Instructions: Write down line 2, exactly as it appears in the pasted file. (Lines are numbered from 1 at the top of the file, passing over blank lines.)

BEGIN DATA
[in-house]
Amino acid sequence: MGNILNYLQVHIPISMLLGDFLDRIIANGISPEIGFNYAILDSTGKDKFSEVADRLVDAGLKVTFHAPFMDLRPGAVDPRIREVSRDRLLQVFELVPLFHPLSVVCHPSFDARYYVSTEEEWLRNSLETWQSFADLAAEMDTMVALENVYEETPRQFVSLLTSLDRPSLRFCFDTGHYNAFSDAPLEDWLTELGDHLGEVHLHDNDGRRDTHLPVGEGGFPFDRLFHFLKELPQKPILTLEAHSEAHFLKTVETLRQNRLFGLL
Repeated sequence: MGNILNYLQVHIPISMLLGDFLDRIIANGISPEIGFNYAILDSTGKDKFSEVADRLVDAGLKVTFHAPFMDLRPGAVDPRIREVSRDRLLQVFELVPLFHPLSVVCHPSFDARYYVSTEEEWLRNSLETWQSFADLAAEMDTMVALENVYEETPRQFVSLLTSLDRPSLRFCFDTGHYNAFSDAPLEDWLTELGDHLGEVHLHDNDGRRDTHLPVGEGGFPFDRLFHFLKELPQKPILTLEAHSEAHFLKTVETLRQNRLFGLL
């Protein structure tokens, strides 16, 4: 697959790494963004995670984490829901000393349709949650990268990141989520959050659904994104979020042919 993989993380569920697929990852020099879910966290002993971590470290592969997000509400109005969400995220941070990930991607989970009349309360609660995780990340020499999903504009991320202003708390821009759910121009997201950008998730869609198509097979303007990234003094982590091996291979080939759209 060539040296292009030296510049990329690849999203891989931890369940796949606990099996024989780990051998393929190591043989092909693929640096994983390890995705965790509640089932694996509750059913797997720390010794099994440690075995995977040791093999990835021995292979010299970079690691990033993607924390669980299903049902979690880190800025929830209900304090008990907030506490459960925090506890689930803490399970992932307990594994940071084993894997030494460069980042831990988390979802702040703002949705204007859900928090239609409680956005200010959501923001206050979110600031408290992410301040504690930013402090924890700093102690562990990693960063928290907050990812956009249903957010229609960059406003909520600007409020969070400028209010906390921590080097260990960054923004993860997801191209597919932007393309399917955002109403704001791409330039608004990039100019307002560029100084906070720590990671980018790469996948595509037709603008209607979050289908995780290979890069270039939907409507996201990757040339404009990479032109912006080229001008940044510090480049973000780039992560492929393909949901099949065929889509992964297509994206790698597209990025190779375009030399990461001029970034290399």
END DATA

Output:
Amino acid sequence: MGNILNYLQVHIPISMLLGDFLDRIIANGISPEIGFNYAILDSTGKDKFSEVADRLVDAGLKVTFHAPFMDLRPGAVDPRIREVSRDRLLQVFELVPLFHPLSVVCHPSFDARYYVSTEEEWLRNSLETWQSFADLAAEMDTMVALENVYEETPRQFVSLLTSLDRPSLRFCFDTGHYNAFSDAPLEDWLTELGDHLGEVHLHDNDGRRDTHLPVGEGGFPFDRLFHFLKELPQKPILTLEAHSEAHFLKTVETLRQNRLFGLL